New York|Hochul Outpaces Foes by Raising a Record-High $21.6 Million for Campaign
Five months after ascending to New York’s highest office, Gov. Kathy Hochul plans to submit filings on Tuesday that show her election campaign has already raised nearly $21.6 million, a record-smashing sum that positions her as the prohibitive favorite to win a full term as governor this fall, and likely the most dominant figure in New York State politics.
The filings were expected to show that Ms. Hochul, a Democrat from Buffalo who is the first woman to lead the state, took in roughly $140,000 per day, on average, between her swearing-in last August and last week. She has more than $21 million in cash on hand, according to her campaign.
Ms. Hochul’s fund-raising strength has already helped drive her most competitive foil, Letitia James, New York’s attorney general, from the race entirely, and likely played a role in the decision by Bill de Blasio, the former New York City mayor, to announce Tuesday morning that he would forgo a run for governor after months of flirting with it.
But the source of some of her donations may also prove to be a liability for Ms. Hochul, complicating the image of a governor who took office in the shadow of Gov. Andrew M. Cuomo’s sexual harassment scandal with a pledge to enact ethics reforms and bring about “a new era of transparency” in Albany.
Behind the stunning sums are expected to be a cast of New York’s most well-financed special interest groups, in many cases the same multimillionaires, labor unions and business groups whose checks have bankrolled Democratic politicians, including Mr. Cuomo, for decades and pulled some of them into an ethical morass.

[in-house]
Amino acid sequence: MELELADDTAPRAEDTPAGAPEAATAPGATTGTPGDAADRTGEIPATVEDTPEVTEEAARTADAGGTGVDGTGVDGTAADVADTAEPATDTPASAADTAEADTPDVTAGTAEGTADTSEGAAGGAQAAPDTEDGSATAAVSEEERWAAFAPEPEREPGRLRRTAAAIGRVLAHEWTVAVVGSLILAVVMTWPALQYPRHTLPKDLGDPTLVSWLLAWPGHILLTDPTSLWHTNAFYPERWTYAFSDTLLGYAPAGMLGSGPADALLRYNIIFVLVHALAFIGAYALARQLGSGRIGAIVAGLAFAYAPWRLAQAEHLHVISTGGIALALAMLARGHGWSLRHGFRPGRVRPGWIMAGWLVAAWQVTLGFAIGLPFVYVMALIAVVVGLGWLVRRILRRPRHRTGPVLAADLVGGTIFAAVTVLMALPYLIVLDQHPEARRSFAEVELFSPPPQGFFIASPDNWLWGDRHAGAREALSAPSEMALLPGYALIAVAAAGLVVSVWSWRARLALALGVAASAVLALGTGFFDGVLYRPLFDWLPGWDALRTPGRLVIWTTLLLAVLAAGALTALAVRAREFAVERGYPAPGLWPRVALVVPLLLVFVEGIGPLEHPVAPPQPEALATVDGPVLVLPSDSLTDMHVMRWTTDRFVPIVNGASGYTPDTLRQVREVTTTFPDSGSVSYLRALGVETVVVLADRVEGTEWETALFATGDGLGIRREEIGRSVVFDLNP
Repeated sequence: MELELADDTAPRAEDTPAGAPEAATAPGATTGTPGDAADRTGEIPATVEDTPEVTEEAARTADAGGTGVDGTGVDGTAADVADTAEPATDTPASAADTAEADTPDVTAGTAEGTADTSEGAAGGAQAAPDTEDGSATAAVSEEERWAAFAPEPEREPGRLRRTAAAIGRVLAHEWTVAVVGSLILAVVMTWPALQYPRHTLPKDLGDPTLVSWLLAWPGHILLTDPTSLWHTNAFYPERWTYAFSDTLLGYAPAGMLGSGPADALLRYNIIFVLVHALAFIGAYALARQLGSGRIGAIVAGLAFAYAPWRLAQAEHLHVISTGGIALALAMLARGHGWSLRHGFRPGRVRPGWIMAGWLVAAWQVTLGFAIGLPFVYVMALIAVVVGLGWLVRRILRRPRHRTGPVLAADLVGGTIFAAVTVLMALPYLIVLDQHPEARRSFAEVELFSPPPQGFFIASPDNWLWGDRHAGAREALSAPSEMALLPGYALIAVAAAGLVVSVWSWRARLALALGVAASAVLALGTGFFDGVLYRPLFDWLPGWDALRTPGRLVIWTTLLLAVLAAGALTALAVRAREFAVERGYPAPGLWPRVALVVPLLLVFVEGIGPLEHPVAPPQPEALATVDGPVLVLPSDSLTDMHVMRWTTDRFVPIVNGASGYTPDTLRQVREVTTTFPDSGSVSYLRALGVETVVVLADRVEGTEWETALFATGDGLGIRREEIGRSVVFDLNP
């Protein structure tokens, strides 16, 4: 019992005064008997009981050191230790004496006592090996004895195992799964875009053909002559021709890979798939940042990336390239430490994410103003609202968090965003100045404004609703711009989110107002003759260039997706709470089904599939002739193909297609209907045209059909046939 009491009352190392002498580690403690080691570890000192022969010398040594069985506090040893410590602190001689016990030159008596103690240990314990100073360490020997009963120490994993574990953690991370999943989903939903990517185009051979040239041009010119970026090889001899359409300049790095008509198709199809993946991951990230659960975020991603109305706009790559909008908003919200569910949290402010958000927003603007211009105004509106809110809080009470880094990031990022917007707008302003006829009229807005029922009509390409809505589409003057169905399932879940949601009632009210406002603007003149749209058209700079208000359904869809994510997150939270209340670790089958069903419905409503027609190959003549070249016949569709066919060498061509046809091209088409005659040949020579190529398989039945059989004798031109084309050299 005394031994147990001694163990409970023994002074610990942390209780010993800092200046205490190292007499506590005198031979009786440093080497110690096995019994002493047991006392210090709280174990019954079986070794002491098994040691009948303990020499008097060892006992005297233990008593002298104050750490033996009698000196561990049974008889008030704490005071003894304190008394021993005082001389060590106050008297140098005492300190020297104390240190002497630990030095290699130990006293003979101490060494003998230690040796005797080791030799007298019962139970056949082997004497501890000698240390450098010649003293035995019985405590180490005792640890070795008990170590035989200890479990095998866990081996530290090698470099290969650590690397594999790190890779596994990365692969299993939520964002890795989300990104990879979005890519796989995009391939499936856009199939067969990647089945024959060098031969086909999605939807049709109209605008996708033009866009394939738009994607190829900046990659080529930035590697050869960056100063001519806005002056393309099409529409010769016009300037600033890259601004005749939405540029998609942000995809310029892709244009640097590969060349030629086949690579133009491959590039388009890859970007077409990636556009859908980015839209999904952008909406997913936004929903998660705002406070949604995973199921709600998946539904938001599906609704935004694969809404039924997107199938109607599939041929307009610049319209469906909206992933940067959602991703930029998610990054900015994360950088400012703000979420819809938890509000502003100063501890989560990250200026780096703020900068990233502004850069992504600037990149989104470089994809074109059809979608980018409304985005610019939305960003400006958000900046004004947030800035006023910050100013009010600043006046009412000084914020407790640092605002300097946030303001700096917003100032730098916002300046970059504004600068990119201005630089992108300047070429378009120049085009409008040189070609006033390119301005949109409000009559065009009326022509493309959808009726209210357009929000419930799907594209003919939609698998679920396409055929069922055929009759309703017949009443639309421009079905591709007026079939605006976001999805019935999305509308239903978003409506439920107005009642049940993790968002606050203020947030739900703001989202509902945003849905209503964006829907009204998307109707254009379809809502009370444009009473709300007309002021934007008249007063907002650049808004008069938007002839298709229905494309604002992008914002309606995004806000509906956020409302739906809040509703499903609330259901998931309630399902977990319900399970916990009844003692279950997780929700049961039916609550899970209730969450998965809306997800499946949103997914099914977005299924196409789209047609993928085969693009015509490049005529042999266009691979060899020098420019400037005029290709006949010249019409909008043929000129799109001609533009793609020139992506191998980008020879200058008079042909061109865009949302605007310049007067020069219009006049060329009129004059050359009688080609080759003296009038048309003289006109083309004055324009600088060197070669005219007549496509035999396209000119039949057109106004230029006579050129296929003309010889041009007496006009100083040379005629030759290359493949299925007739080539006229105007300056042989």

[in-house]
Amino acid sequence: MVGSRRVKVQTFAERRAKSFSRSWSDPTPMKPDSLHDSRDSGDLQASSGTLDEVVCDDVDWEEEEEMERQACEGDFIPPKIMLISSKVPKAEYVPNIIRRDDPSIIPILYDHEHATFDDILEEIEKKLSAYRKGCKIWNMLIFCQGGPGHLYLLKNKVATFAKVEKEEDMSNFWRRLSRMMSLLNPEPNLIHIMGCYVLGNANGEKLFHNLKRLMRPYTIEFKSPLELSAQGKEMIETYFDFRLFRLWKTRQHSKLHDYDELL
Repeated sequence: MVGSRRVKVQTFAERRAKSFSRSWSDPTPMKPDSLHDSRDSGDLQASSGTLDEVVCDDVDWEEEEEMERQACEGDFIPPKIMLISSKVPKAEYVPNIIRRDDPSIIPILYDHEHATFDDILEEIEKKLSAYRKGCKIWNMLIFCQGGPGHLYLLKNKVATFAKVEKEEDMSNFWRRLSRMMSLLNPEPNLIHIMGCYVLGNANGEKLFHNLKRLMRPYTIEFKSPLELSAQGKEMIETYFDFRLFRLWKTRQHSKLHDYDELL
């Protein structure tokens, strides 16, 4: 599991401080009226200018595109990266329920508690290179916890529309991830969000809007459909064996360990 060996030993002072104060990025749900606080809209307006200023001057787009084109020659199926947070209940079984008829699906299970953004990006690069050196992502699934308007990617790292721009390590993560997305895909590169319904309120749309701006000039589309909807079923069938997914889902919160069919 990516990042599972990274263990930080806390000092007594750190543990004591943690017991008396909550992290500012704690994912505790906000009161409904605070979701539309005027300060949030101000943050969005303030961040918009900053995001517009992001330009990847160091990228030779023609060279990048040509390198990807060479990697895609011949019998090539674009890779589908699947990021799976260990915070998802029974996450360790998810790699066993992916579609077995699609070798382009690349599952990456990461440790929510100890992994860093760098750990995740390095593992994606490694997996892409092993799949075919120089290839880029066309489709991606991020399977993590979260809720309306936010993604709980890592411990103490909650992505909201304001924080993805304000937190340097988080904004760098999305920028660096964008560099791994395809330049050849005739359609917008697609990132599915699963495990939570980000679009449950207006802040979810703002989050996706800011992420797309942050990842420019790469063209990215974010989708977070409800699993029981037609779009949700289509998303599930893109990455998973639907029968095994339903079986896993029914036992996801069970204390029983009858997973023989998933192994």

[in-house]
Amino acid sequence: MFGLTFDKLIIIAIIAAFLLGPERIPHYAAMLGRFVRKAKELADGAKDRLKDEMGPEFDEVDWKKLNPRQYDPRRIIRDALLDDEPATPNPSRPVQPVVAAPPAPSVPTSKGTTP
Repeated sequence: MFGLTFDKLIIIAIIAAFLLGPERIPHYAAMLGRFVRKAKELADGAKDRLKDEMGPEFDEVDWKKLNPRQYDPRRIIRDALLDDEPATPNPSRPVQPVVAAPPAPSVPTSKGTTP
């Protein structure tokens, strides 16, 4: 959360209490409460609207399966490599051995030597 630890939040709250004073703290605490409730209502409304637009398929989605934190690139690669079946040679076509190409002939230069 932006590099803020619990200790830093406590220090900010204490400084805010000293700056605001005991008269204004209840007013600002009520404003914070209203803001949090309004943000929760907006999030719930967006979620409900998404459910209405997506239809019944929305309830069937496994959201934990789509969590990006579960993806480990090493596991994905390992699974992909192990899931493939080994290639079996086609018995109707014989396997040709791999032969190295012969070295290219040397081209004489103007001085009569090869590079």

Albany lobbying firms jockeyed to hold private fund-raisers for the governor within weeks of her taking office, and have steered clients with business before the state to do the same. Many of the state’s largest landlords have cut five-figure checks. So have builders reliant on massive state-funded infrastructure projects.
As if to underscore the threat, the campaign finance reports were due the same day that Ms. Hochul plans to reveal her first budget as governor, a plan that is expected to swell to around $200 billion and include proposals sought by politically active hospitals, the state’s largest health care union, and even the trade group representing liquor stores.
A poll of the race released by Siena College on Tuesday showed Ms. Hochul with a commanding lead ahead of June’s Democratic primary and relatively strong reviews from voters for her attempts to overhaul the governor’s office, jump-start New York’s lagging economic recovery, and manage a resurgent outbreak of the coronavirus.
Forty-six percent of Democrats said that they would support Ms. Hochul in the primary, compared to 11 percent who would back Jumaane Williams, the city’s left-leaning public advocate, and just six percent who would support Representative Thomas Suozzi, a Long Island moderate. Twelve percent had said they would support Mr. de Blasio, a progressive with eight years’ worth of experience running the nation’s largest city, before he said he did not plan to run.
Mr. Suozzi, who is aggressively challenging Ms. Hochul from her right flank, plans to report on Tuesday that he raised more than $3 million since entering the race in November, and transferred another $2 million from his congressional campaign account, according to Kim Devlin, his senior adviser.
Though he trails in the polls, the funds indicated that Mr. Suozzi would have the resources he needs to mount a primary challenge in the near term, and his campaign said it was prepared to announce a slew of new hires.